Quis custodiet ipsos custodies?
(Who will guard the guards themselves?)
Juvenal, the Roman poet, asked this question regarding the ambiguities of accountability and responsibility. In a recent op-ed, Gordon Evans tackles this age-old dilemma with clarity and verve.
Evans wrote his piece in response to Dr. Daniel Sarewitz’s lengthy article in The New Atlantis. As such, I have embraced the task of commenting on a commentary. That being the case, this op-ed is a complement to, rather than a substitute for, Evans’ essay, which can be found “here.”
Evans spends the early part of his essay agreeing, with Sarewitz, that modern science is pockmarked with “faulty research methods, flawed, hidden, and sometimes fabricated data, bias, and demonstrably false outcomes.” Perverse incentives, lack of directed research, and an overwhelming flood of ‘big data’ are major causes of some of these issues. However, Evans and Sarewitz both focus on the prevalence of trans-science.
Trans-science is, according to Sarewitz, the study of questions “which cannot be answered by science” regarding phenomena that “are variable, imprecise, uncertain—and thus always potentially subject to interpretation and debate.” As such, trans-science is particularly inclined to facilitate political activism and agenda-driven research. Evans and Sarewitz make an admirable case for the dishonesty of substituting trans-science for more objective science within hot-button subjects, like climate change.
A severe lack of humility is behind the ascendance of trans-science. In a world of email blasts and click-bait social media posts, presumption and hyperbole are the essential factors in generating an audience. At the heart of scientific inquiry, however, are modesty and understatement. The scientific method is a “let the facts speak for themselves” sort of enterprise.
While understatement is uncommon in the current academic environment, two works stand out to me as exemplary in their willingness to let the reader consider the relevant facts. One is Michael Kruger’s excellent work on the New Testament canon, and the other is E. Calvin Beisner’s book on the relationship between environmentalism and biblical faith.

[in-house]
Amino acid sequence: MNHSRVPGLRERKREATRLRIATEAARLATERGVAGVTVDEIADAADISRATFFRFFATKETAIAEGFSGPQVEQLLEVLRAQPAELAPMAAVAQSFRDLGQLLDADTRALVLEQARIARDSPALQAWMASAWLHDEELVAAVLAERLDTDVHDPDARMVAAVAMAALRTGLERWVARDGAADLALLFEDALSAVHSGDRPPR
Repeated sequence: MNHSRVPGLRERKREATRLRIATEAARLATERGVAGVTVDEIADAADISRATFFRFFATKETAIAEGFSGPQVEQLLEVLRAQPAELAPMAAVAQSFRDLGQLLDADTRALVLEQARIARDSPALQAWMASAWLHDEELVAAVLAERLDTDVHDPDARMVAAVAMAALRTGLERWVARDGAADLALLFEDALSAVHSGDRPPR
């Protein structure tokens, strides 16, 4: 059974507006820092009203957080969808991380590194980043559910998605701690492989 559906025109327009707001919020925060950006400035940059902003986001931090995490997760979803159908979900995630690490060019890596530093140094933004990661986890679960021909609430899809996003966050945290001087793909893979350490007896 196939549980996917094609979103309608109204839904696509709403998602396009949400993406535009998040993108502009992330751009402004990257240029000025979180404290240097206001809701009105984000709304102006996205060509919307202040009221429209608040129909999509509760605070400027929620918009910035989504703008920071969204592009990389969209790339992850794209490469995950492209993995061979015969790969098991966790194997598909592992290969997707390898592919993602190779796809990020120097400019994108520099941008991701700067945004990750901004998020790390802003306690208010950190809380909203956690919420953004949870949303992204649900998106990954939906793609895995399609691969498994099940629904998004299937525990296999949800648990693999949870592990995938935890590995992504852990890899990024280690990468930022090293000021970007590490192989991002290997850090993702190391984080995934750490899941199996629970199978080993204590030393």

Understatement is not a sign of weakness. Rather, it indicates respect for difficult questions and an effort, in good faith, to push the academic conversation in a positive direction.
While agreeing on the state of modern science, Evans and Sarewitz propose differing solutions. Sarewitz assesses the central issue of trans-science as a lack of direction. Therefore, an increase in goal-driven research should provide the impetus needed to marginalize trans-science. This would free science to “rediscover the path toward truth.”
Evans claims that such a maneuver would return scientific inquiry to the place where it began the descent into trans-science. Rather, the response to trans-science should be to recognize the limitations of science, not as chains but as defining characteristics. The fact that science cannot answer a question does not mean that science needs to be “unshackled.” It means that we must look somewhere else to find the answer.
Before describing Evans’ solution, it is important to note that the key difference between Evans and Sarewitz is one of worldview. Sarewitz is a proponent of scientific humanism and is naturally convinced that ‘true science’ must be allowed to propel human progress. Evans, on the other hand, advocates for a Biblical worldview. This leads him to seek a source of truth and accountability that is not beholden to the whims of human fallibility.
Evans is willing to challenge both the assumptions and results of scientific inquiry.
He concludes his essay with a list of questions that are designed to help the reader critically engage with both science and trans-science. This essay opened with the implied question of “what holds science accountable?” In truth, such a question misses the point entirely. Scientific inquiry is a product of human thought and effort. Therefore, we should ask the more traditional question of “who holds us accountable?”
Evans proposes, and I agree, that an objective and higher Truth is necessary to ground our pursuit of smaller truths. This grounding permits us to challenge the institutions of our own design and to confine them to their appropriate sphere of influence. We are, in the words of C.S. Lewis, to “criticize [their] acts and snap our fingers at [their] ideology.”